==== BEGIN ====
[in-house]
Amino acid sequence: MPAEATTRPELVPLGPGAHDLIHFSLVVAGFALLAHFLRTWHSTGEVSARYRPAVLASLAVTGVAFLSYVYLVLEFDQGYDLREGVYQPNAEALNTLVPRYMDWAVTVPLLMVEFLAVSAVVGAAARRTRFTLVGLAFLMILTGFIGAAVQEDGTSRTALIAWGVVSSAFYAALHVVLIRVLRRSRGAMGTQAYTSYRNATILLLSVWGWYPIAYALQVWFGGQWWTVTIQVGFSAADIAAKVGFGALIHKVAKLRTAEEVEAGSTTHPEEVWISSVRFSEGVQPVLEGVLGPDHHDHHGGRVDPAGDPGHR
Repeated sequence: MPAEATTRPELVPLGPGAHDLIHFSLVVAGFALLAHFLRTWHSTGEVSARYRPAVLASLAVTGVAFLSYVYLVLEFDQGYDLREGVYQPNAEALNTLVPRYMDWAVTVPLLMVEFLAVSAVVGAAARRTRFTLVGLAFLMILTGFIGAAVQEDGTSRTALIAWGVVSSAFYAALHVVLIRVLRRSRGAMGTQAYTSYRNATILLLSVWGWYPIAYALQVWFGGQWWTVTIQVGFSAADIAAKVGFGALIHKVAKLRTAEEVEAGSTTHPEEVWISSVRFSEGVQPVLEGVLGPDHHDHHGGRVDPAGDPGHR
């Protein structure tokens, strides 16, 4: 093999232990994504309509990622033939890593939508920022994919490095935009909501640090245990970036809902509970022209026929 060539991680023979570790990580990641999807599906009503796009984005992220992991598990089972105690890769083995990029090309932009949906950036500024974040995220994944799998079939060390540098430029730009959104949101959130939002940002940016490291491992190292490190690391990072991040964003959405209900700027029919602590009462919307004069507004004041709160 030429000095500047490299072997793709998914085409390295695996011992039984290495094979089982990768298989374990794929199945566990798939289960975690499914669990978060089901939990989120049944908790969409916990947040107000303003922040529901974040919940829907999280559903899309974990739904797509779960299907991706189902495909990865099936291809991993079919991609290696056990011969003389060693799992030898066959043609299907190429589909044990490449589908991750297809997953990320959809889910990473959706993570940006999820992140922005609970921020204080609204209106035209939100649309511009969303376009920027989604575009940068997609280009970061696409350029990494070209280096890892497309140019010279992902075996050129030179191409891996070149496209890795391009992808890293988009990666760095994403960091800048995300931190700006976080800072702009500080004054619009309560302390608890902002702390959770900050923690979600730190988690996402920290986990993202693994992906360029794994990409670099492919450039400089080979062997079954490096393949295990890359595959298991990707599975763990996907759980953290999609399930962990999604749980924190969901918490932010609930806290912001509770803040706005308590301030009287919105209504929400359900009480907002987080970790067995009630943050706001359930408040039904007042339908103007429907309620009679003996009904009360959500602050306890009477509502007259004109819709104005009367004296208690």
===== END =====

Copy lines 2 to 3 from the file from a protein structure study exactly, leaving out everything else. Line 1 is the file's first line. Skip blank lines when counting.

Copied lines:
Amino acid sequence: MPAEATTRPELVPLGPGAHDLIHFSLVVAGFALLAHFLRTWHSTGEVSARYRPAVLASLAVTGVAFLSYVYLVLEFDQGYDLREGVYQPNAEALNTLVPRYMDWAVTVPLLMVEFLAVSAVVGAAARRTRFTLVGLAFLMILTGFIGAAVQEDGTSRTALIAWGVVSSAFYAALHVVLIRVLRRSRGAMGTQAYTSYRNATILLLSVWGWYPIAYALQVWFGGQWWTVTIQVGFSAADIAAKVGFGALIHKVAKLRTAEEVEAGSTTHPEEVWISSVRFSEGVQPVLEGVLGPDHHDHHGGRVDPAGDPGHR
Repeated sequence: MPAEATTRPELVPLGPGAHDLIHFSLVVAGFALLAHFLRTWHSTGEVSARYRPAVLASLAVTGVAFLSYVYLVLEFDQGYDLREGVYQPNAEALNTLVPRYMDWAVTVPLLMVEFLAVSAVVGAAARRTRFTLVGLAFLMILTGFIGAAVQEDGTSRTALIAWGVVSSAFYAALHVVLIRVLRRSRGAMGTQAYTSYRNATILLLSVWGWYPIAYALQVWFGGQWWTVTIQVGFSAADIAAKVGFGALIHKVAKLRTAEEVEAGSTTHPEEVWISSVRFSEGVQPVLEGVLGPDHHDHHGGRVDPAGDPGHR